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'Natural' doesn't always mean 'safe'

By From the Lowell Sun


CHELMSFORD -- Biodegradable. Nontoxic. Natural.

Sound safe? Local chemists say think again.

When shopping for "safe" household cleaners, don't be fooled by environmentally friendly catchphrases, advises Carole LeBlanc, lab director of the Toxic Use Reduction Institute at UMass Lowell. In reality, "nontoxic" doesn't have to mean anything.

"Just because something claims to be natural doesn't mean that it is safe," LeBlanc said. "Snakes are natural, too, but their bite is venomous, and you can still die from it."

Unlike the food industry, which has been government-regulated to list ingredients, manufacturers of cleaning products are not required by the U.S. government to identify ingredients on labels.

The result, says LeBlanc, could potentially place consumers at risk.
By testing teaspoon-sized samples of blood or urine, the National Centers for Disease Control and Prevention (CDC) found hundreds of chemicals building up in human bodies last year. Another study conducted by consumer-product watchdogs, the Environmental Working Group, reported numerous chemicals found in the umbilical-cord blood of newborn babies.

LeBlanc says such findings should be a "wake-up call" for policymakers to bridge the gaps.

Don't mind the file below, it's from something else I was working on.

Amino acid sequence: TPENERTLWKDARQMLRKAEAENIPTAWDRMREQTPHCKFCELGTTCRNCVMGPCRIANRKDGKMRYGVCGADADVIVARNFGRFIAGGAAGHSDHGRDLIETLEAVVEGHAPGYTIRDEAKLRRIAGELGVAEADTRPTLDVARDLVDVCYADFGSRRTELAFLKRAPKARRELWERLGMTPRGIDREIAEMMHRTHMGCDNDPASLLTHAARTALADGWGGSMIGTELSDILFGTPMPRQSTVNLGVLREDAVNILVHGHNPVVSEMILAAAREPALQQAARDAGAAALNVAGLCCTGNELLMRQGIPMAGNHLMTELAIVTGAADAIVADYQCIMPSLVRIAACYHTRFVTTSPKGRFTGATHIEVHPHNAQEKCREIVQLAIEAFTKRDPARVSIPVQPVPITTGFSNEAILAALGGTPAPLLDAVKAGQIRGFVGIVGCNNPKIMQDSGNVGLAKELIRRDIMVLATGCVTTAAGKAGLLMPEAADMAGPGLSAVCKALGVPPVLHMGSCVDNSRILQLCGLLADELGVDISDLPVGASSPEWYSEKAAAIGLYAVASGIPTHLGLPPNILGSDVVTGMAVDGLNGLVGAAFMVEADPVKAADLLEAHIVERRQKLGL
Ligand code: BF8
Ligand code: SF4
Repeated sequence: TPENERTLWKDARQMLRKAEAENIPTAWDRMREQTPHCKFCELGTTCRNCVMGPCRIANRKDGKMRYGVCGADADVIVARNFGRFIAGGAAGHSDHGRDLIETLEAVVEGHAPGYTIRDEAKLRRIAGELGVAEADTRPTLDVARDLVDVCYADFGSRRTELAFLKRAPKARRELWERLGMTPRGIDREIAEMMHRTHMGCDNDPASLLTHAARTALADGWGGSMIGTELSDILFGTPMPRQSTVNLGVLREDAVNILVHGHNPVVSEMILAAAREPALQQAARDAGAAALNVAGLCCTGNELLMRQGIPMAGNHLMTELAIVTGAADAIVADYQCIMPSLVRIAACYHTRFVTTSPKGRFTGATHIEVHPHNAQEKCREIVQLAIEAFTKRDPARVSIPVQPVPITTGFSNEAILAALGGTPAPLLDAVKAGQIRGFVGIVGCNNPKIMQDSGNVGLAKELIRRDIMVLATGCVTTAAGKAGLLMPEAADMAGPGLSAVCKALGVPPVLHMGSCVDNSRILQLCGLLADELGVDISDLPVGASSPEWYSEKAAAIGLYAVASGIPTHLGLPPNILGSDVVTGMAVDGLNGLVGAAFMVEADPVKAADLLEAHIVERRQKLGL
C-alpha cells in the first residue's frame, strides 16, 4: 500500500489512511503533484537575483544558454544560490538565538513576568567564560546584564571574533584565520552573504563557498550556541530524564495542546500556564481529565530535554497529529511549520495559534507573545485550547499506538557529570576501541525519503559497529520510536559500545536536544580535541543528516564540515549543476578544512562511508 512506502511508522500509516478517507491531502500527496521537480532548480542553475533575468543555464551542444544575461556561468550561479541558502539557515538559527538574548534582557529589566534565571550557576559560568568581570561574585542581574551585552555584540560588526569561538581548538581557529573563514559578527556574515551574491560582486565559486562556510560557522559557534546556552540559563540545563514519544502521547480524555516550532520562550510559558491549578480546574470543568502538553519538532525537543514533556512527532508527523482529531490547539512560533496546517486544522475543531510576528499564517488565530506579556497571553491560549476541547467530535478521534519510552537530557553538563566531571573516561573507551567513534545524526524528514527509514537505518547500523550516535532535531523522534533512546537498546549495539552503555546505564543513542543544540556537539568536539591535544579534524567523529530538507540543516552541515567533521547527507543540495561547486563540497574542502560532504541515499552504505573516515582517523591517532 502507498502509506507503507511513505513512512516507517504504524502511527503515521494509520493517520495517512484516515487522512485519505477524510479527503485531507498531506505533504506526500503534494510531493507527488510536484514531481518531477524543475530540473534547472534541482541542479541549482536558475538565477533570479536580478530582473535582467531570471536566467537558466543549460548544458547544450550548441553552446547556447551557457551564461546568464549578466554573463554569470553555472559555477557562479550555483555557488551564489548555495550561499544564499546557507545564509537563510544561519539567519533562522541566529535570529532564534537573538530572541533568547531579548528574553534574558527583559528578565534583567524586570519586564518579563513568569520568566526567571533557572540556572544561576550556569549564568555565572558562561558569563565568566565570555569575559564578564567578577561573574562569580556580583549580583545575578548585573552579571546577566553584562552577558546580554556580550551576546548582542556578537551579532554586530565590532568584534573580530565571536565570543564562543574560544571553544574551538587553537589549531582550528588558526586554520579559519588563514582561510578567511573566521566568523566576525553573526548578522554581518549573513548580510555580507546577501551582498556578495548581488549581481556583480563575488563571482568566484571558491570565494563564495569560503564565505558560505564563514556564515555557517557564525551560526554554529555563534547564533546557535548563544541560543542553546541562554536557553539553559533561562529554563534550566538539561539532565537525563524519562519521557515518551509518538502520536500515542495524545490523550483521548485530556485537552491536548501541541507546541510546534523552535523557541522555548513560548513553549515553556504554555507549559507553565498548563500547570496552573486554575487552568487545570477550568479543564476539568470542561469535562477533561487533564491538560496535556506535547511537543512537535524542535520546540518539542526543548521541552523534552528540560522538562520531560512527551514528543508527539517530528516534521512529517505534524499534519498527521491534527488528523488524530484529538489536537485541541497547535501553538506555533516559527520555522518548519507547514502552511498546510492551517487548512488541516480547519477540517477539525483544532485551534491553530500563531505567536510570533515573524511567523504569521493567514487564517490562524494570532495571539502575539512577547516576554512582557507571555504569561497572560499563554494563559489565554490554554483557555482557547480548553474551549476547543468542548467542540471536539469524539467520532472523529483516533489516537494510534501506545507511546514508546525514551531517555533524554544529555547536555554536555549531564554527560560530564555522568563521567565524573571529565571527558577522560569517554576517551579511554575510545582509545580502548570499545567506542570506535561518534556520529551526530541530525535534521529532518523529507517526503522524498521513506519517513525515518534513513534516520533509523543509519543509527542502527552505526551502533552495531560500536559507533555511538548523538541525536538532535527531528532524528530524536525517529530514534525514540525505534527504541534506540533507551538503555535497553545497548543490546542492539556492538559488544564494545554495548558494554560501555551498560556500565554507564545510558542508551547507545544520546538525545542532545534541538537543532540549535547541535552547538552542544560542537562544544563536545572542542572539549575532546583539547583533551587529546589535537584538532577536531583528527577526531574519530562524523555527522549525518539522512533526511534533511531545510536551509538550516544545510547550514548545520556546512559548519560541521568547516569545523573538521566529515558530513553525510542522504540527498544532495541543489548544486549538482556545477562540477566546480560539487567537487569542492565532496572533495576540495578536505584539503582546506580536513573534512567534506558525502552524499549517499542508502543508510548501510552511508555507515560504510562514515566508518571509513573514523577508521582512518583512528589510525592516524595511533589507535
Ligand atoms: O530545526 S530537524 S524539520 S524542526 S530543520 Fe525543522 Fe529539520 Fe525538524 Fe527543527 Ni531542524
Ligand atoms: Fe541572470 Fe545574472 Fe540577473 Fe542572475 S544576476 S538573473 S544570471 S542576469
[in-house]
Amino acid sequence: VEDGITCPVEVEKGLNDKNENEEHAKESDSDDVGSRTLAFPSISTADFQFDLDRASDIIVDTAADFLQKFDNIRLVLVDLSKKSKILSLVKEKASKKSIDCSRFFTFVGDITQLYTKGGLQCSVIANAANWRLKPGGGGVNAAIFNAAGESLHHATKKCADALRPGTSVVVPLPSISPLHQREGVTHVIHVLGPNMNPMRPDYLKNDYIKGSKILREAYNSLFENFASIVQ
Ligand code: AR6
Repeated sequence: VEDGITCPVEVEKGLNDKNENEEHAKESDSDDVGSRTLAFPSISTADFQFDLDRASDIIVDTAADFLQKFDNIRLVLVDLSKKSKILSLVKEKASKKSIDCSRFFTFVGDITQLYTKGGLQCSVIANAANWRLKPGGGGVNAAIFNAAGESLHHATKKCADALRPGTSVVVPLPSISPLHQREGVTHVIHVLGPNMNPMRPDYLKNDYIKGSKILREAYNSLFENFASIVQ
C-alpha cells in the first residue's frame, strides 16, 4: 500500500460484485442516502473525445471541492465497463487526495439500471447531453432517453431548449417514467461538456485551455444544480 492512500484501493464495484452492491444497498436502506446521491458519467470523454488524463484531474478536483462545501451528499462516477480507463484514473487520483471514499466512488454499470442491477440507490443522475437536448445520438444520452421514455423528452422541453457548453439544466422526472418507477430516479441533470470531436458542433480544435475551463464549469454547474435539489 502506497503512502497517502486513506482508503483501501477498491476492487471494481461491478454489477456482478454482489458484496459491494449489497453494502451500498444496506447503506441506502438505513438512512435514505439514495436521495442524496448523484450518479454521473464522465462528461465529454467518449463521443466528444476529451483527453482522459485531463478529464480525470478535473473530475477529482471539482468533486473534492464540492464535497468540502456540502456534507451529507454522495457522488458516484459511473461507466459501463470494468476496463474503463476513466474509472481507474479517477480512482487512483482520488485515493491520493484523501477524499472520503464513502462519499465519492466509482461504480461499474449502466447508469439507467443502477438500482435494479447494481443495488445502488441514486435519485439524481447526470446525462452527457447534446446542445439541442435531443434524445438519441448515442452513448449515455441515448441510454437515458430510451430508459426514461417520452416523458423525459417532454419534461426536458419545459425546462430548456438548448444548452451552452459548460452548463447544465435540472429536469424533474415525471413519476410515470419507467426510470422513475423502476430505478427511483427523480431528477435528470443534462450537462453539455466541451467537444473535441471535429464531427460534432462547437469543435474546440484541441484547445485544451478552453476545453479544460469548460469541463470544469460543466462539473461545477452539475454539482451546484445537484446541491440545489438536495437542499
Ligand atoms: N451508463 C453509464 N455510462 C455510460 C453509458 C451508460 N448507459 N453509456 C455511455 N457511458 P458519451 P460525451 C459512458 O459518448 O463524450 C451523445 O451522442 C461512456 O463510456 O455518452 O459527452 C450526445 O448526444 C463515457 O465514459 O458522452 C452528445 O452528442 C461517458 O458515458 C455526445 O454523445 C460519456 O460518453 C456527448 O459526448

"Consumers assume they are safe," says LeBlanc. "They trust that someone is looking out for their welfare and, unfortunately, it makes them susceptible to a barrage of misinformation."

To help consumers safely navigate their way through aisles of cleaning products, LeBlanc and TURI have composed a list of 10 ways to find safer cleaners.

Walking down the polished aisles of Hannaford supermarket in Chelmsford, a shopper is confronted with neatly stacked rows of colorful bottles and boxes all promising one thing -- cleanliness.

"It can be overwhelming," LeBlanc says. "Most shoppers look for two things -- price and familiarity. If you're in a rush and you have a child wiggling around in your cart, you zero in on what you know."

National health studies revealing childhood asthma and cancer cases in general on the rise have prompted more consumers to stop and look for eco-friendly cleaners. Sales of organic and natural household cleaners, which include laundry and dishwashing detergents, rose from $140 million in 2000 to $290 million in 2004, according to the Nutrition Business Journal.

But finding cleaners that do what they claim becomes a murky business, warns LeBlanc, because there are no regulations in place forcing manufacturers to disclose what they put in their products. Some companies do and others do not.

Simple Green is a popular household cleaner marketed to environmentally concerned consumers. It's green, smells lightly of sassafras, and the product claims to be "nontoxic" and "the safer alternative" to other cleaners. If a consumer wants to know what is in the "green cleaner," the company offers a phone number to call for a complete ingredient list.

"If a consumer asks for material data sheets (document that includes all federally listed toxic substances), the company still does not have to give them to you," advises LeBlanc.

A key ingredient of Simple Green is butyl cellosolve, a substance considered toxic by the federal Agency for Toxic Substances and Disease Registry. In lab tests, the liquid has destroyed red blood cells and caused minor birth defects in animals. When absorbed through the skin or inhaled, it has caused irritation around the eyes and noses of humans and headaches.